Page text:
Even though it took me around 30 hours to even so much as sniff The Division 2’s endgame, I never felt like my time was being wasted. The problem with the loot treadmill that a lot of games employ is that progression is exclusively tied to what weapons you find and your character’s level, so the only sense of forward momentum is locked behind grinding, but that isn’t the case here. Settlements visually grow and improve as you continue to upgrade them; the garbage loot you get from liberating control points is still worth keeping around because you can turn it into crafting materials or recalibrate your existing gear with the junk’s perks; projects automatically check off their objectives as you complete them, so you’ll occasionally finish something without being aware that you were working on it – you’re always moving forward no matter what you’re doing. That problem has been solved, the real issue here is twofold: you need to be okay with the fact that said progress ultimately manifests as little more than “slightly higher numbers on your guy,” and you need to actively enjoy the way this game plays.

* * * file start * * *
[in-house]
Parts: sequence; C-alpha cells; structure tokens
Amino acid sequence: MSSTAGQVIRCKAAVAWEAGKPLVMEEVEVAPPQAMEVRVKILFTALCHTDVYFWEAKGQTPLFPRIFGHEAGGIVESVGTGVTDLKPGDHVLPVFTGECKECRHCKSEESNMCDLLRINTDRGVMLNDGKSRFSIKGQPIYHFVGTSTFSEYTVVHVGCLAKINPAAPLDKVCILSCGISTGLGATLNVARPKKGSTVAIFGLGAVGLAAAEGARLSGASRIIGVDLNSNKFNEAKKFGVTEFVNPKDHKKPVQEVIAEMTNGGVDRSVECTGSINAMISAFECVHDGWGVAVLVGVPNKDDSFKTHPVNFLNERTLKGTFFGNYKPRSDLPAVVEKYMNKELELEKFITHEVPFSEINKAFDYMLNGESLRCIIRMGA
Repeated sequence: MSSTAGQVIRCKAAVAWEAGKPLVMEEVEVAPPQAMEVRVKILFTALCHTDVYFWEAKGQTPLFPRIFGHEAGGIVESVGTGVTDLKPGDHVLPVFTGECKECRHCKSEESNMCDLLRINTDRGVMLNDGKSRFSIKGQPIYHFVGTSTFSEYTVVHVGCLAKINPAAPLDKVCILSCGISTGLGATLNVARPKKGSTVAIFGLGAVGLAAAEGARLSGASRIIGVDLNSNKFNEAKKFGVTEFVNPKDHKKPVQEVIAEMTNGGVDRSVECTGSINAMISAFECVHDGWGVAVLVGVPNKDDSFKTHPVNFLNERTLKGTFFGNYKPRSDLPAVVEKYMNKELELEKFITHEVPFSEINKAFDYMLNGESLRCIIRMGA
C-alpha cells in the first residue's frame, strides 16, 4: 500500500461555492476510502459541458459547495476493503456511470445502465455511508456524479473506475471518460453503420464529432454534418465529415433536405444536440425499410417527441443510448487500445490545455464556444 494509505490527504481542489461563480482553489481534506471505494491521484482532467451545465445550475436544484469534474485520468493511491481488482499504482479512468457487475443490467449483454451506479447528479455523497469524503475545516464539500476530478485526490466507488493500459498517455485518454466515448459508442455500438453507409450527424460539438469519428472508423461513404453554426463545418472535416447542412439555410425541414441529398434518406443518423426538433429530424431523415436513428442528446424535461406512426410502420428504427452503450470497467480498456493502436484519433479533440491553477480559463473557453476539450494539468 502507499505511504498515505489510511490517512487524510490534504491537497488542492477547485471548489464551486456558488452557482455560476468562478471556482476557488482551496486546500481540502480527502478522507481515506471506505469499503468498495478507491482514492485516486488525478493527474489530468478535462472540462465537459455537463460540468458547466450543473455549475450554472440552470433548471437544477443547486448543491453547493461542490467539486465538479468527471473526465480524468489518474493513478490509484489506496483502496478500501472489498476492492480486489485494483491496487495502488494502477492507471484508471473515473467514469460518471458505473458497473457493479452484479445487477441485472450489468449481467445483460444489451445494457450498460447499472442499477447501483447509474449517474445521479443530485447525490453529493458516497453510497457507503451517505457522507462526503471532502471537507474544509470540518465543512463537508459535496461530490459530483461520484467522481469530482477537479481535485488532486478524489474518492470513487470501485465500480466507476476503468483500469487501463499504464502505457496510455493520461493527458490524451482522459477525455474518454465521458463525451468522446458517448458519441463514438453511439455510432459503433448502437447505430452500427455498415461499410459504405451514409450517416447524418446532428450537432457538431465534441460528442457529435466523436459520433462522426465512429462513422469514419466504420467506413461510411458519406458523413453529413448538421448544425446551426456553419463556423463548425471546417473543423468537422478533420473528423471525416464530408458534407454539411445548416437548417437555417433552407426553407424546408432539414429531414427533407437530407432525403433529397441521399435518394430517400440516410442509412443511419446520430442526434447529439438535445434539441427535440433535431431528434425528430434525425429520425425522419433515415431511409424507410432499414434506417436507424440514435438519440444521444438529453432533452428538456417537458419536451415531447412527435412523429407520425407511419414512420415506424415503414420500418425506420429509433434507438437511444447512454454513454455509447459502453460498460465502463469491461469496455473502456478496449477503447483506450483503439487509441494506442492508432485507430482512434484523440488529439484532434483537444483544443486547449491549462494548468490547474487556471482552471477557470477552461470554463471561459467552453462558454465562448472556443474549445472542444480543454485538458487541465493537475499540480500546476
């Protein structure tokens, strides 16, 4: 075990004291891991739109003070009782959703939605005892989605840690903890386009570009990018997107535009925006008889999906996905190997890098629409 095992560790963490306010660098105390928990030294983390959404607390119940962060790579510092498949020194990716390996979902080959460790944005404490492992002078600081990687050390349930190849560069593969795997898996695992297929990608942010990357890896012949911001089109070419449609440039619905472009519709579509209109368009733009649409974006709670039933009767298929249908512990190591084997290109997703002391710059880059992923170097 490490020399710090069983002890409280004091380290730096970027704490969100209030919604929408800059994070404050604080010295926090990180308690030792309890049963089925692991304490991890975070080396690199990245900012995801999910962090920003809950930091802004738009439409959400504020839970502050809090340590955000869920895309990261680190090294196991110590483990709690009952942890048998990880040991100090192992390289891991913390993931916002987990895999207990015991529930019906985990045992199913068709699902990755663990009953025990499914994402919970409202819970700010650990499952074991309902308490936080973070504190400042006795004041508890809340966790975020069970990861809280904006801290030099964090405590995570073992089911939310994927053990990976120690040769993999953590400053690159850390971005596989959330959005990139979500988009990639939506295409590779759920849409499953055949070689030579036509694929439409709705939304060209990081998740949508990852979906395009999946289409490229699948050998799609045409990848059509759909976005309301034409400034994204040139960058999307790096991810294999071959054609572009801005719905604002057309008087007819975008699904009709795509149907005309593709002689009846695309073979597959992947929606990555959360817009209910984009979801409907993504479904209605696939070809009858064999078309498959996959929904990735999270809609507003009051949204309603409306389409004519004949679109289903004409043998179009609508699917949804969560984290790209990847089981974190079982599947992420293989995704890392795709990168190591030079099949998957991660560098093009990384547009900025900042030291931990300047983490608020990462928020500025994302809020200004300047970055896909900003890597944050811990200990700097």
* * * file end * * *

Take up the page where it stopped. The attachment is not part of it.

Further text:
Sometimes, that’s a tall order. Shooting feels great, apart from an odd recurring bug where my controller’s rumble just stopped working. The guns feel satisfyingly impactful and each skill has an appropriate time and place (even if the drone/turret combo is the only way you’ll be able to finish the game if you’re playing alone). Once you’re in cover and shooting, the game feels fantastic. It’s everything else that’s the problem: getting your character to move from point A to point B without the use of the game’s cover-to-cover mechanic is a real chore. Character movement seems to be designed with combat in mind, the player character more “strafes” than it does “move around,” which would be fine if spending literally any time out of cover was a viable strategy, but it’s not, so trying to move around a battlefield before you get ventilated becomes deeply frustrating. Sprinting without the game’s automatic parkour function practically nullifies sprinting in the first place, since you get caught up so easily on detritus, but sprinting with automatic parkour on will regularly cause you to climb things you have no business climbing, simply because it’s in your way. Of course, this being a realistic shooter, you will climb as gingerly and deliberately as possible.